Marijuana Reform in the District: Progress Still Needed

By Alex Carr, intern at the Drug Policy Alliance

It’s been two years since District of Columbia voters passed Ballot Initiative 71, legalizing the possession of marijuana for adults. 70% of voters recognized that after years of senseless prohibition causing devastating effects for District communities, something had to change.

Since the initiative took effect, marijuana arrests have plummeted. Overall arrests for marijuana-related offenses decreased by 85% from 2014 to 2015. Marijuana possession arrests fell from 1,840 in 2014 to just 32 in 2015. At a time when our law enforcement and city officials are faced with limited resources, the decision to stop arresting non-violent individuals has had clear, positive results.

The decades spent wasting the District’s limited local resources enforcing the failed war on drugs is only a small portion of the havoc prohibition has wreaked on District communities. Enforcement of marijuana prohibition in the District has been astonishingly biased, based on race. African Americans comprise about half of the population of the District of Columbia, yet in 2013 comprised ninety-one percent of marijuana possession arrests in the District.

A report issued in 2013 by the American Civil Liberties Union of the Nation’s Capital found that African Americans in the District were eight times more likely to be arrested for marijuana possession than whites, despite the fact that both groups use marijuana at the same rate.

Many have chosen to ignore the institutional and systemic explanations for the racial discrepancies in arrests, instead using statistics like these to fuel the racist flames that have engulfed prohibition since its inception. In a Brookings Institution Debate just this week regarding whether or not marijuana should be moved from Schedule 1 to Schedule 2 (a debate that lags way behind the reality of what many states and the District have already enacted) participant Dr. Bertha Madras decried the “tragedy” of this “drug” to be the effect it has on “the African Americans, the poor, the unemployed,” who are at “the highest risk” for addiction and are “the highest users.” Not only is this factually incorrect but it is a dangerous obfuscation of the real harms to these communities – harms caused by prohibition.

Though President Nixon died in 1994, Nixon-era coded rhetoric remains alive and well. The recent publicity surrounding former Nixon aide John Ehrlichman’s admission that the War on Drugs was a cover to target black people was shocking to some, but to others tuned into the history of prohibition, the response was simply, in the words of The Nightly Show correspondent Mike Yard, “No shit.”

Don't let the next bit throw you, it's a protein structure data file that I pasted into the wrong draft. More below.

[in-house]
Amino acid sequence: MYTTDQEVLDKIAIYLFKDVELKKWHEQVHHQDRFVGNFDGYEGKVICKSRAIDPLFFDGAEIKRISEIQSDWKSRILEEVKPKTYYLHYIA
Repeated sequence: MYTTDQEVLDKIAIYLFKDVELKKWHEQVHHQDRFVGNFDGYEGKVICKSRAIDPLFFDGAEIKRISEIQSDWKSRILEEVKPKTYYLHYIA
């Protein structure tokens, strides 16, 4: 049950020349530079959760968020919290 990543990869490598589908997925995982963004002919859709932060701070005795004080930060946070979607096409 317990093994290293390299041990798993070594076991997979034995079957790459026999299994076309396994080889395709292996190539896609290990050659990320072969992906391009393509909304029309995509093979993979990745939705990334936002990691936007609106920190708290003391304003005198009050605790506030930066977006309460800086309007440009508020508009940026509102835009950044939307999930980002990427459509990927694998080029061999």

While the legalization of adult use, possession and cultivation of marijuana in the District is a victory, it does not go far enough. In 2014, Congress blocked District lawmakers from taxing and regulating marijuana like alcohol, leaving the sale of marijuana illicit and unregulated. Comprehensive regulation reform is necessary to for the market to move out of the shadows, and taxation reform could earn revenue for the District to fund treatment, education, and community investment. Furthermore, the District must decriminalize public consumption, currently a criminal misdemeanor offense.

Currently, the DC Council is attempting to expand the prohibition on public consumption by banning the establishment of private clubs for consumption of marijuana. This would effectively limit marijuana consumption in the District to private residences. This has damaging implications – by sanctioning only those residents with their own homes to consume marijuana, the resolution perpetuates the bias against marginalized groups in society who do not have access to private space. Once again, wealthy residents who have historically been protected from criminalization will continue to benefit at the expense of less well-off residents.

A main impetus to legalize marijuana in the District was ending the disproportionate effect of prohibition on communities of color. The drop in arrests since the passage of Ballot 71 is a triumph, but additional reforms are needed. To truly end the legacy of marijuana prohibition in our city, the District should enact comprehensive legislation regulating marijuana sales, regulate venues for social consumption of marijuana, and decriminalize public consumption, among other reforms.

The people of the District have spoken – 61% support the regulation of places where adults can legally consume marijuana. Mayor Bowser and the Council must listen.